An estate village associated with Comlongon Castle. The castle consists of two adjacent structures: a massive fifteenth-century tower
alongside which a Baronial-style mansion was built in the 1890s. Once a seat of the Earls of Mansfield, Comlongon is now a hotel
specialising in honeymoons for couples who may have been married in the less romantic surroundings of Gretna.
Newly-weds can choose the Haunted Suite and, if they are lucky, spend their first night in the company of the ghost of Lady Marion Carruthers.
Which really is spooky because the unfortunate Marion did all that she could to avoid a marriage that was being pressed upon her.
She was highly eligible owing to an inheritance from her father Sir Simon Carruthers of nearby Mouswald.
There were two rivals anxious to get their hands on her wealth: Sir James Douglas of Drumlanrig near Carronbridge and Lord Maxwell of Caerlaverock near Bankend.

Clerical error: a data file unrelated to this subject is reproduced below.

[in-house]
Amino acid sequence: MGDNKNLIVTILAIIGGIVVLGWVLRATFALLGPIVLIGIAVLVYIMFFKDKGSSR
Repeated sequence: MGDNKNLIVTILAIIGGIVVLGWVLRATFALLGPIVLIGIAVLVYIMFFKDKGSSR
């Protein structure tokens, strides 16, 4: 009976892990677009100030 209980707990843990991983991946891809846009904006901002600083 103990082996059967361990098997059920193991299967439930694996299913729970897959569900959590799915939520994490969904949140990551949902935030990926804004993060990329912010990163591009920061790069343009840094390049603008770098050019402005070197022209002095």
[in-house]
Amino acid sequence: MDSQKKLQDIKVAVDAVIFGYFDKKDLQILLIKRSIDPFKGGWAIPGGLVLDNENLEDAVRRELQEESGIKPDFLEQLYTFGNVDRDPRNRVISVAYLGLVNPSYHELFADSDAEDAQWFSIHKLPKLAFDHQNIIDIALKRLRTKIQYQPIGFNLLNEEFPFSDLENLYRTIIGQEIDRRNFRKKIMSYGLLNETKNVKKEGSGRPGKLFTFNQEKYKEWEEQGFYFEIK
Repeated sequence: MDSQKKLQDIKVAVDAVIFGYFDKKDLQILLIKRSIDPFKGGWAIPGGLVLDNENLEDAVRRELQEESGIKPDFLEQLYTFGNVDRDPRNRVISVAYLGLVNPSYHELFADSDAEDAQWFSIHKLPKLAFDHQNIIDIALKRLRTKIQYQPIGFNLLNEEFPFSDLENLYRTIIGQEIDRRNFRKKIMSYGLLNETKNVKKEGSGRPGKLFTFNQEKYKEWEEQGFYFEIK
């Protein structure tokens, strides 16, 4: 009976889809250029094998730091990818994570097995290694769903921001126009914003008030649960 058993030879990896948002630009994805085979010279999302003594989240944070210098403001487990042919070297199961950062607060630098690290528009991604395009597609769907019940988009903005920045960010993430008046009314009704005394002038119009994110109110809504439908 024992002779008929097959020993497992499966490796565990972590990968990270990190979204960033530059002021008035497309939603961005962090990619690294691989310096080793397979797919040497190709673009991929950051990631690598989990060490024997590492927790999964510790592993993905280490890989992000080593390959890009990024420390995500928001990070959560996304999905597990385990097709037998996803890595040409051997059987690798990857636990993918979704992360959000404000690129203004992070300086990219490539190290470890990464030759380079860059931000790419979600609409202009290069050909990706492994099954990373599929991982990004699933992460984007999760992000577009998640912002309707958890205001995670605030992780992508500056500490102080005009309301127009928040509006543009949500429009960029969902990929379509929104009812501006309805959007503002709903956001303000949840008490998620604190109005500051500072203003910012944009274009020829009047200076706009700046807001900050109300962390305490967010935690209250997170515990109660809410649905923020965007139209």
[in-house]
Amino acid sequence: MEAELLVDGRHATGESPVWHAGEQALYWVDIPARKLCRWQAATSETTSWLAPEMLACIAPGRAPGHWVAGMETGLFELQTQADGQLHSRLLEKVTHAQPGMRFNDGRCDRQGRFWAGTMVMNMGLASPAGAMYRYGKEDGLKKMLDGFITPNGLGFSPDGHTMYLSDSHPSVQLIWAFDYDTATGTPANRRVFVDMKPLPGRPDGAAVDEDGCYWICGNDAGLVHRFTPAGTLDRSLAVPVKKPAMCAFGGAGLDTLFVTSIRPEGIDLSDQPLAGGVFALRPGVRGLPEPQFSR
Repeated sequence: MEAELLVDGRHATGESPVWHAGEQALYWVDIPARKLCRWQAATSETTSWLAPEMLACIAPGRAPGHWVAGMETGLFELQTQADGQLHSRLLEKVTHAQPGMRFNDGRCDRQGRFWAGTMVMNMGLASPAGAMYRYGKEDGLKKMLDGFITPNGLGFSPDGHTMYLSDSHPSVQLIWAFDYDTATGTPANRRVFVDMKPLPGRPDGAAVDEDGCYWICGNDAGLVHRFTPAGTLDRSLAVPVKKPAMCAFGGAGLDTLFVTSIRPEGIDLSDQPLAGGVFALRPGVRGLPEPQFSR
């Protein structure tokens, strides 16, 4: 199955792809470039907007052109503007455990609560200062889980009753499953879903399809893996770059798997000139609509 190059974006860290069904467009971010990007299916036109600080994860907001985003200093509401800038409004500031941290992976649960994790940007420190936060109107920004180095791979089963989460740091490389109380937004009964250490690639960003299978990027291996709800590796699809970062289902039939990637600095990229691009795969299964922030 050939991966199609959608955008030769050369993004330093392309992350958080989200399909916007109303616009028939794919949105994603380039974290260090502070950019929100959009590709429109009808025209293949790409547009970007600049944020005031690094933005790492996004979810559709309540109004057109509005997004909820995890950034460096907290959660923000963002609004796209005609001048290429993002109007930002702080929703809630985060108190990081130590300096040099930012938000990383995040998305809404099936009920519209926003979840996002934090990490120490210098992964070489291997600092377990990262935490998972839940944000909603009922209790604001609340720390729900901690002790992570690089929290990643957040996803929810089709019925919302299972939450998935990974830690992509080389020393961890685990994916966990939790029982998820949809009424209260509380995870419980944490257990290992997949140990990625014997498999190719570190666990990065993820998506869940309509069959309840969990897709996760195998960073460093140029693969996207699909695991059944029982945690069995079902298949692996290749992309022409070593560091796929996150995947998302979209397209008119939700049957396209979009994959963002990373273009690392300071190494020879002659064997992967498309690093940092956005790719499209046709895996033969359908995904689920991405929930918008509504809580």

Maxwell was so keen for a lucrative betrothal that he violently took possession of the Carruthers stronghold.
Marion sought refuge at Comlongon, home of her uncle Sir William Murray. The tussle between her two overbearing suitors transferred to the courts.
Douglas won the case and determined to claim his marital prize. Marion was equally determined to evade the clutches of the high-born thug
and did so by ending her life, jumping from the ramparts of Comlongon Castle on 25 September 1570. Well, at any rate, that is the story.
There is another theory that Douglas's men killed her.
Whatever the truth may be, it was believed at the time that she had committed suicide and so she was denied a proper Christian burial.
Her soul is therefore perpetually dissatisfied, we are told, and from time to time her restless spirit returns.
Sightings have frequently been reported, and who knows when she might appear again. 'Please contact reception,' announces the management,
'if you think you may have any new images.'
South-west of the village, Cockpool is where, according to legend, William Wallace finished off a party of
English fighters at the climax of his Nithsdale campaign in 1297 - a campaign that very probably never took place
(see Some Historical Background).